The location, relationship, occupation, activities, and interests of the foreign person, as well as the recency, frequency and nature of the contact are all relevant. The security significance of these foreign contacts can be measure by the extent to which an applicant:

• Maintains contact with foreign friends, family members, or professional associates.

• Provides or receives material support to/from contacts outside the U.S.

• Returns to native country.

• Maintains property or financial interests (including inheritance rights) outside the U.S.

• Fails to report association with foreigners when required.

Foreign connections that “create a potential conflict of interest between the individual’s obligation to protect sensitive information and the individual’s desire to help a foreign person, group, government, or country by providing that information” are security concerns. Absent a potential for a conflict of interest, foreign connections must present a “heightened” risk of foreign influence to be a security concern. A heightened risk can be created either by the nature of the foreign contact and/or by the applicant’s perceived ability to resist foreign influence. In assessing an applicant’s ability to resist foreign influence adjudicators may consider the degree to which an applicant has assimilated American culture and displayed undivided loyalty to the United States by:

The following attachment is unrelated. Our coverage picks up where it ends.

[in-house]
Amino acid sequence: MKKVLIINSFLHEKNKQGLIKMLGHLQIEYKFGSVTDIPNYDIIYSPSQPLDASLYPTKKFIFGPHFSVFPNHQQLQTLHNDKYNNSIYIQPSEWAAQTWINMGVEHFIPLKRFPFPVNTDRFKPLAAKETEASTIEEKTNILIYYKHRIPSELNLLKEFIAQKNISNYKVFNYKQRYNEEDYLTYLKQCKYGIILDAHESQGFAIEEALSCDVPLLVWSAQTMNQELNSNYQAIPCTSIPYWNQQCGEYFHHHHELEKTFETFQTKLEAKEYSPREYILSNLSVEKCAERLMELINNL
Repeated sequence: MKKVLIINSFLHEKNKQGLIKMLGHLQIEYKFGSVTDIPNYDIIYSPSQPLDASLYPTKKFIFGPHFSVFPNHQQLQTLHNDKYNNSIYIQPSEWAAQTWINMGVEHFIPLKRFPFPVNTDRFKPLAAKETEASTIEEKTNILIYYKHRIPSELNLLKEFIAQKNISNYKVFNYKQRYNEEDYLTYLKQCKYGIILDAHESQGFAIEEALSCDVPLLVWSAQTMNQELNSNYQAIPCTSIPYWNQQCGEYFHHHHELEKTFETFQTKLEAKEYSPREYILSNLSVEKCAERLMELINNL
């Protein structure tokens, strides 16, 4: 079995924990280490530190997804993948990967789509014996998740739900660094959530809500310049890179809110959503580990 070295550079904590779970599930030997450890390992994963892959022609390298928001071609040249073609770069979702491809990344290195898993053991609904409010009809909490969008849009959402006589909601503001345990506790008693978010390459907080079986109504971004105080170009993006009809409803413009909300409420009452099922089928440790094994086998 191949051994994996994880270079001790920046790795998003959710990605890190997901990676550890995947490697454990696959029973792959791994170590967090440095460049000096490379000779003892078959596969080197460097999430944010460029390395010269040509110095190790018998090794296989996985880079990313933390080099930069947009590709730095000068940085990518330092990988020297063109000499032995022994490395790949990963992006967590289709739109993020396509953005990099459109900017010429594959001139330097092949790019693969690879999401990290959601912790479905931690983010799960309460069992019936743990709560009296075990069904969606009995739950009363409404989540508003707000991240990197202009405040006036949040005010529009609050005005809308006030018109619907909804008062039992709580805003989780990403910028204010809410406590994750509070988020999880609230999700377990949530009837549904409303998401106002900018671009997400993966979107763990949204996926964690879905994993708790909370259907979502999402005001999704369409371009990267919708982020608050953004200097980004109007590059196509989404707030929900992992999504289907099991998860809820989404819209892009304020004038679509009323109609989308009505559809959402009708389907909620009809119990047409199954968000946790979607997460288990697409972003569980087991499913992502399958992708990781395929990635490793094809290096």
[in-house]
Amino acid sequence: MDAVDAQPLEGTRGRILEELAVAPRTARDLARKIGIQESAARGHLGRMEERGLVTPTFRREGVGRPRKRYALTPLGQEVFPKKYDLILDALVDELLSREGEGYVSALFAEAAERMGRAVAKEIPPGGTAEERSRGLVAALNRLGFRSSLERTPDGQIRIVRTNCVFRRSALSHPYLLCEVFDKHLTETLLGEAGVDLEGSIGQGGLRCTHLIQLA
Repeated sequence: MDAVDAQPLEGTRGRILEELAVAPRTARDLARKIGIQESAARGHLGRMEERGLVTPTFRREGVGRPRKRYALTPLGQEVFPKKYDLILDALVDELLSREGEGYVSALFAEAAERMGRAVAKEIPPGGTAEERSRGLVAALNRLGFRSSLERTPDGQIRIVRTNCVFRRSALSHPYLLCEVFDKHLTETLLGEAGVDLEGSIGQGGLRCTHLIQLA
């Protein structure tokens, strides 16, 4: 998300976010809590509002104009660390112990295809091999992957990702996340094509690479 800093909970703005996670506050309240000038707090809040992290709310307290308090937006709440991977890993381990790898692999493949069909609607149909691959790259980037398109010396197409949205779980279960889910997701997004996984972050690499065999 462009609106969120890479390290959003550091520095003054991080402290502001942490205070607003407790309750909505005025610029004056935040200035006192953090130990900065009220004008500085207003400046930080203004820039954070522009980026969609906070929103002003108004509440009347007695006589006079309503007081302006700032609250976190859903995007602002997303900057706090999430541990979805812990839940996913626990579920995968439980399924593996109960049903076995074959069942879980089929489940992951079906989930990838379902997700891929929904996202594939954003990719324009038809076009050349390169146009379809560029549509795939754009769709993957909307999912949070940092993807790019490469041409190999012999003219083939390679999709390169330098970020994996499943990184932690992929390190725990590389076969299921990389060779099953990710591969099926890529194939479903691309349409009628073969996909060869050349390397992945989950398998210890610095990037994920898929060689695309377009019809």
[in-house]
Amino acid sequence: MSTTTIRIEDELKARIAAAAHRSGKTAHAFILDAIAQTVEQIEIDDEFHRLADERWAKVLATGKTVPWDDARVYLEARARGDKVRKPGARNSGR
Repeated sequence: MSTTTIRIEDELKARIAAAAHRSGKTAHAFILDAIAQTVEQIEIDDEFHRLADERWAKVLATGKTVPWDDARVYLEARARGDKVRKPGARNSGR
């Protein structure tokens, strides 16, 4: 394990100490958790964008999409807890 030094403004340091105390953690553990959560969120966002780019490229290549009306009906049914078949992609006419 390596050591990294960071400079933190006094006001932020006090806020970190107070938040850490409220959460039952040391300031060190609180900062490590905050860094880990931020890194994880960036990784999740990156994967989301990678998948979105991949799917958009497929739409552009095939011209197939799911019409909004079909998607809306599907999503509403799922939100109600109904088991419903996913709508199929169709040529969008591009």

• Applying for U.S. citizenship as soon as they are eligible.

• Expressing their intention to live permanently in the U.S. even after retirement.

• Observing American holidays.

• Participating in local non-ethnic social, community, political, or charitable groups.

• Socializing with people outside their ethnic group.

Additionally, circumstances or behavior that could attract the attention of foreign intelligence are also potentially disqualifying factors.


This seems a little odd. My 33-year career required security clearances at a lot higher level than what would be required for a civilian dentist, and I worked side by side with people who had foreign ties that would have raised a lot more questions than relatives in Israel.


I owe you an apology. I wrote this at a bad time, and I just shot from the hip. It was uncalled for and rude. I am truly sorry.


DISCLAIMER: The views and opinions expressed in these forums do not necessarily reflect those of Catholic Answers. For official apologetics resources please visit